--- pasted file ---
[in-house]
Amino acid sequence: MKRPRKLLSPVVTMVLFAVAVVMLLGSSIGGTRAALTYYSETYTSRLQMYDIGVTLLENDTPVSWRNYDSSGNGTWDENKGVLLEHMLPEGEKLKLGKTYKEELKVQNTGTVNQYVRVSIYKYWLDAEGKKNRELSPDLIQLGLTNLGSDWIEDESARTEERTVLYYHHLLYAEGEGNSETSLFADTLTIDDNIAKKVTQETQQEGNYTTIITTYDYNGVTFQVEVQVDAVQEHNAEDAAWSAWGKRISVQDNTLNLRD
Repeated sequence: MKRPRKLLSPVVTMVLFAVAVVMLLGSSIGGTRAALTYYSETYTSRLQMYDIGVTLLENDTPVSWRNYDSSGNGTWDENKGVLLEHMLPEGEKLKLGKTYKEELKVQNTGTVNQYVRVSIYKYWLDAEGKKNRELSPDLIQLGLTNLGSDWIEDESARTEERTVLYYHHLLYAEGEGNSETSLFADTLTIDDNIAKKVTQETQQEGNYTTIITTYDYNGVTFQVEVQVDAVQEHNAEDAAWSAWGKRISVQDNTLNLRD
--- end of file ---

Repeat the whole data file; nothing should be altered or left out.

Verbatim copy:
[in-house]
Amino acid sequence: MKRPRKLLSPVVTMVLFAVAVVMLLGSSIGGTRAALTYYSETYTSRLQMYDIGVTLLENDTPVSWRNYDSSGNGTWDENKGVLLEHMLPEGEKLKLGKTYKEELKVQNTGTVNQYVRVSIYKYWLDAEGKKNRELSPDLIQLGLTNLGSDWIEDESARTEERTVLYYHHLLYAEGEGNSETSLFADTLTIDDNIAKKVTQETQQEGNYTTIITTYDYNGVTFQVEVQVDAVQEHNAEDAAWSAWGKRISVQDNTLNLRD
Repeated sequence: MKRPRKLLSPVVTMVLFAVAVVMLLGSSIGGTRAALTYYSETYTSRLQMYDIGVTLLENDTPVSWRNYDSSGNGTWDENKGVLLEHMLPEGEKLKLGKTYKEELKVQNTGTVNQYVRVSIYKYWLDAEGKKNRELSPDLIQLGLTNLGSDWIEDESARTEERTVLYYHHLLYAEGEGNSETSLFADTLTIDDNIAKKVTQETQQEGNYTTIITTYDYNGVTFQVEVQVDAVQEHNAEDAAWSAWGKRISVQDNTLNLRD